The Mechanical Design which is primarily related to alignment and mounting depth is also a vital factor towards creating a seamless image projection. Ensuring that seams are aligned perfectly to not form black or white lines is also important as the human eye would discern these lines quickly which makes viewing uncomfortable.
Another often mentioned technical term is “scan mode”, otherwise also referred to as “driving method “which can be confusing to both end-users and technical personal. However according to the ‘tech commandos’ at Street Communication ‘scan mode’ is not hard to understand at all. A simple example that could be used to explain the scan mode for 1/4 driving led display could be imagined that at a given moment, that only 1/4 of the LEDs is being driven by the IC. Although this may be quite the challenge to discern with the naked eye, professional cameras set at high shutter speeds can capture it. Scan modes exist in ratios of 1/4, 1/8, 1/16 which is acceptable since most times we do not require high brightness or high refresh rate frequencies. This is also in line with the need to reduce the level of power consumption and hence the cost. The scan mode, therefore, can be stated as the element that determines the ratio of the number of lines of LEDs that are driven simultaneously to the total number of lines of each module. The scan mode of a LED wall screen can be an important parameter to choose between several tiles as it impacts three critical parameters of the LED screens which are the light perception, the electric consumption and the refresh rate which. When the refresh rates are higher it compensates for a low scan ratio. There are two primary modes of scanning which are static scanning and dynamic scan modes for video displays.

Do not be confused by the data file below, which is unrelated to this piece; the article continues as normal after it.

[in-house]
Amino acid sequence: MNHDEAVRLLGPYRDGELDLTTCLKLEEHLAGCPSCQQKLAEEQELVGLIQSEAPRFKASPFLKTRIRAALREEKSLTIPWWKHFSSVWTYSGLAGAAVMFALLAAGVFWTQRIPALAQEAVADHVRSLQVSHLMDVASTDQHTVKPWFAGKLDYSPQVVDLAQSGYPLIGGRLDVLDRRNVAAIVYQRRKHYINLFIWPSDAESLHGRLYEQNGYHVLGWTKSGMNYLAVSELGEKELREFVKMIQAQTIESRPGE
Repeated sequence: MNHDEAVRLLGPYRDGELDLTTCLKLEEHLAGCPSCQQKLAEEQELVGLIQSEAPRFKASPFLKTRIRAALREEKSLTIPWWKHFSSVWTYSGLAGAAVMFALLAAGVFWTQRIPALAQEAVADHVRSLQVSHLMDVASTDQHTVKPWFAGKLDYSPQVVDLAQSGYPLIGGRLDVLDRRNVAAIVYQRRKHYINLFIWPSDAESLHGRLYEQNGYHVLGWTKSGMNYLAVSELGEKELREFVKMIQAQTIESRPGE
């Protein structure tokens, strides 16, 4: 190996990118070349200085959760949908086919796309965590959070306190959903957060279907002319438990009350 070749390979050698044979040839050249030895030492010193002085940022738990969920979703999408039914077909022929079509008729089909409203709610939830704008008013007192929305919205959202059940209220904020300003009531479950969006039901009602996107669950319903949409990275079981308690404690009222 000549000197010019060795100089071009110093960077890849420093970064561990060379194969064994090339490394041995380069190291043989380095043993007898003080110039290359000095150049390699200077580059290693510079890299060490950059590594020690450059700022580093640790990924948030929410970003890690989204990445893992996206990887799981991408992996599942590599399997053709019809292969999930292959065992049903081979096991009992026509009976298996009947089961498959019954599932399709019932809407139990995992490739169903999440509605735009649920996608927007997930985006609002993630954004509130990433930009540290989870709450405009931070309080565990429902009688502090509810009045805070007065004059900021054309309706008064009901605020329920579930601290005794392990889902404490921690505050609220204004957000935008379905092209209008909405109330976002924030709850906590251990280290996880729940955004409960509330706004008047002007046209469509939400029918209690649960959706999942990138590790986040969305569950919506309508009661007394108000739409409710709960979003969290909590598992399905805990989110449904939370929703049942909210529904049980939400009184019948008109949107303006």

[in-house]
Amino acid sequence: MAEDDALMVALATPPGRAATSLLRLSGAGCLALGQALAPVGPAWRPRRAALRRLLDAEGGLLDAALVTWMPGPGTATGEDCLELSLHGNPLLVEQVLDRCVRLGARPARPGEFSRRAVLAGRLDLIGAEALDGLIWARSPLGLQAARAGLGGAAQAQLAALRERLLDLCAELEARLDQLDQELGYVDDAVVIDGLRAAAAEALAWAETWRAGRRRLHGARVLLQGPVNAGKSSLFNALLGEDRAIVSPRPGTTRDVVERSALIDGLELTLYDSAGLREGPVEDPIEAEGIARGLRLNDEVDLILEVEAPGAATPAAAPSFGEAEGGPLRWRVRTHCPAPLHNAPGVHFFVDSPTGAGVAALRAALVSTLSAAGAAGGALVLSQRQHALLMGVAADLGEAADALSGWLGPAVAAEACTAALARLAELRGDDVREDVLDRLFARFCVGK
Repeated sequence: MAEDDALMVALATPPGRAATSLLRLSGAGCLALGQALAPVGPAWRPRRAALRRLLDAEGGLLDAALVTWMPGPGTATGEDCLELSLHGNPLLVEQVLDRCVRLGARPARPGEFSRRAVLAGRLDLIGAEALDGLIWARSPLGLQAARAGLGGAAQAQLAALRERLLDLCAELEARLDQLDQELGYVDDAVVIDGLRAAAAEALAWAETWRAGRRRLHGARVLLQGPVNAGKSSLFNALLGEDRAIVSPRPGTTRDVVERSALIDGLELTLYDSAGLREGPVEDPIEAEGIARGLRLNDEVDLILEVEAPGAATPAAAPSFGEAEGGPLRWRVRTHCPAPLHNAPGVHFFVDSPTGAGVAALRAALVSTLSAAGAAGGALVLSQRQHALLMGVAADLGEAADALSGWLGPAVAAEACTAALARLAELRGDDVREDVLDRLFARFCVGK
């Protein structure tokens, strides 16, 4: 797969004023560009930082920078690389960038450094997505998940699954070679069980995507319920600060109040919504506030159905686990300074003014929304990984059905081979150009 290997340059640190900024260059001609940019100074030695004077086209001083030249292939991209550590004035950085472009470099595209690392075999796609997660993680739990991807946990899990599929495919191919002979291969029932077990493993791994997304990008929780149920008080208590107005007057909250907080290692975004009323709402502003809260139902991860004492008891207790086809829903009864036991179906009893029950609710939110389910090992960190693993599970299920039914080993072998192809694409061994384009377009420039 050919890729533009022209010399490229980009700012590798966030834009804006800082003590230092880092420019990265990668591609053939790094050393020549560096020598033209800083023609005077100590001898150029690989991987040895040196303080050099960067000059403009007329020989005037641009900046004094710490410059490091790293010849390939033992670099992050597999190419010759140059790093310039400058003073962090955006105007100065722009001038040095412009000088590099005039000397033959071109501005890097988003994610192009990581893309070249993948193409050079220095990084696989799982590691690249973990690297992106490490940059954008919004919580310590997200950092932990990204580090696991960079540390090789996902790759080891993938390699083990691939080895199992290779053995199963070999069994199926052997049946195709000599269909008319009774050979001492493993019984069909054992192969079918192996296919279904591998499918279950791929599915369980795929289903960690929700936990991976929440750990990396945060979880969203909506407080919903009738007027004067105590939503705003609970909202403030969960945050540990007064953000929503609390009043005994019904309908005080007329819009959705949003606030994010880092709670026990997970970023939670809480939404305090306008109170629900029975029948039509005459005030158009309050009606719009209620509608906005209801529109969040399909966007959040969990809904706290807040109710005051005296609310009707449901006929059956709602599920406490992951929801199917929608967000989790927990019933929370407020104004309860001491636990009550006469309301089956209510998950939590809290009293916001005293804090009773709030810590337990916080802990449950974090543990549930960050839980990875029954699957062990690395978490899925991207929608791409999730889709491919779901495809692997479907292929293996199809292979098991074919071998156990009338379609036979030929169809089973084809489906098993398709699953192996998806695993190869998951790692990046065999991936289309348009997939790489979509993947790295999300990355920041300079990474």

Dynamic Scan Mode
Dynamic scan mode involves the implementation of a ‘point to column control’ system for which a dynamic scan control circuit is needed. In general, the cost for dynamic scan modes are lower compared to static scan modes, but as can be expected offers a less effective video display brightness and higher loss from the output between the pixels.
Static Scan Mode
Static scan modes, on the other hand, involve the implementation of the output driver between the pixels “point” of control which does not require it to have a control circuit. However, the cost for static scan modes are significantly higher compared to dynamic scan modes and as can be expected the video display quality is good and stable apart from the fact that the loss in brightness and stability is significantly smaller.
The scan mode is a critical aspect or element for consideration based on the fact that it impacts the quality of the video display, LED display flickering rate, refresh rate and as well as the number of frames per second. The number of frames per second is in turn vital towards the ‘smoothness’ of image projections for LED video display systems.